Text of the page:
One fact surfaced repeatedly throughout the discussion: People with disabilities not only represent an untapped talent pool that can help respond to looming labor shortages in nursing and other health care occupations, but they also offer significant value and insight that can improve care for patients and their families.

That last point is what got me thinking about Kayla, and why I hope that she does in fact become a NICU nurse. She would serve as a powerful example to parents, some who may be adjusting to having a child with a disability and wondering what that child’s future might look like. That’s why we at ODEP are committed to ensuring that Kayla — and all other people with disabilities who want to work in health care can do so, whether they grow up with a disability or acquire one while already in the workforce­. We need not only their skills, but their perspectives as well.

Posted in Career Exploration, Career Preparation, Communicating with Youth, Employer Engagement, Inclusion, Policy | Leave a comment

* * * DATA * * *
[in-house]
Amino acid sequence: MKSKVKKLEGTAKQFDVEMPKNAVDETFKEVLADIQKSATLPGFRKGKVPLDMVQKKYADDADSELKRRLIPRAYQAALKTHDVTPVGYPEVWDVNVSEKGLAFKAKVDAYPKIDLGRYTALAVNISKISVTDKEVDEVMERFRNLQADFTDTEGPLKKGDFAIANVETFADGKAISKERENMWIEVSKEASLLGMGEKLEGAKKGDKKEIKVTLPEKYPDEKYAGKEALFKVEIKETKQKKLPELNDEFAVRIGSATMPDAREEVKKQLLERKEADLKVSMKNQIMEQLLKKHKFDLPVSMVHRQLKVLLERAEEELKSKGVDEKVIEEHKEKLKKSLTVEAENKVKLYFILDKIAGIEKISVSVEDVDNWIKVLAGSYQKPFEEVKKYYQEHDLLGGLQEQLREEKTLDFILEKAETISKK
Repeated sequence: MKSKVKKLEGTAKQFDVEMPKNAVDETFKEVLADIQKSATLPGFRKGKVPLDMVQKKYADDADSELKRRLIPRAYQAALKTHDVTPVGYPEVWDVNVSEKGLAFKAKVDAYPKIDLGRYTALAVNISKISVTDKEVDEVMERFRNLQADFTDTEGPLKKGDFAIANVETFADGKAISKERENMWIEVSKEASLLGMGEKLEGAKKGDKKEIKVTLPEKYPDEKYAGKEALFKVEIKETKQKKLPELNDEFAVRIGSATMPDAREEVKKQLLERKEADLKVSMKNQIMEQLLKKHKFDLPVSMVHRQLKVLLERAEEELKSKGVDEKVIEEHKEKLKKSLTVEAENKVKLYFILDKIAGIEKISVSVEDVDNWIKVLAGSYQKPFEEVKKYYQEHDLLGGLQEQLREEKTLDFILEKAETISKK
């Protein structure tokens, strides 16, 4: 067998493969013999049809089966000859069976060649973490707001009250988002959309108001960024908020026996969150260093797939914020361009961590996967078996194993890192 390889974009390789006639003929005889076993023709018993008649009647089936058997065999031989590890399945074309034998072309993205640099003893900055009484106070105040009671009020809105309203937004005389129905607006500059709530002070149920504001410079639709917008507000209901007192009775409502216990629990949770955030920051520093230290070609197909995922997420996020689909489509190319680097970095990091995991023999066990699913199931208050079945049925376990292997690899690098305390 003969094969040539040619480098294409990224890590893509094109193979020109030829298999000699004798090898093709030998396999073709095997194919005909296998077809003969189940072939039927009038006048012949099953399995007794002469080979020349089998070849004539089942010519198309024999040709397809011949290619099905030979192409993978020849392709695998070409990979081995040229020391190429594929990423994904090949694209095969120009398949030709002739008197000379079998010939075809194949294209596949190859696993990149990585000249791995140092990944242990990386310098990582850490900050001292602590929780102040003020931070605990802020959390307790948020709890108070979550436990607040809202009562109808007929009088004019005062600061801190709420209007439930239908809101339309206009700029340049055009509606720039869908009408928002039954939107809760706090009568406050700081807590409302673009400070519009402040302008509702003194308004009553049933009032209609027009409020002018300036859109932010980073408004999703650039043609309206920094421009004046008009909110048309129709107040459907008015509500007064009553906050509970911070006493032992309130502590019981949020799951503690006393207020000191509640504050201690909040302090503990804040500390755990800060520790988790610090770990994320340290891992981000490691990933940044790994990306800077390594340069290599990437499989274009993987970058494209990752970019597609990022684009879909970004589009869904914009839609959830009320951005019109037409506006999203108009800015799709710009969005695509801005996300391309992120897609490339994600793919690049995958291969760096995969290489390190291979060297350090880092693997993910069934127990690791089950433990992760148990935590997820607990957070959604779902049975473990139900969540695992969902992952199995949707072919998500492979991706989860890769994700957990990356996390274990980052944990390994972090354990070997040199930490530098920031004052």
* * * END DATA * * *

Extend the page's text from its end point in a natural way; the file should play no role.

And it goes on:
Celebrating a Disability Rights Pioneer

The following is a cross-post from Homeroom, the official blog of the U.S. Department of Education. The blog is by Sue Swenson, Deputy Assistant Secretary in the Office of Special Education and Rehabilitative Services at the U.S. Department of Education.

Ed Roberts is one of the most important pioneers of the disability rights movement. Roberts was a talented athlete with dreams of playing professional baseball when he was disabled by polio in 1953 at the age of 14. Having a disability taught him many things, not the least of which was the importance of a good education. He could only move a couple of fingers and a couple of toes, yet he attended three years of high school by phone while lying in his iron lung at home.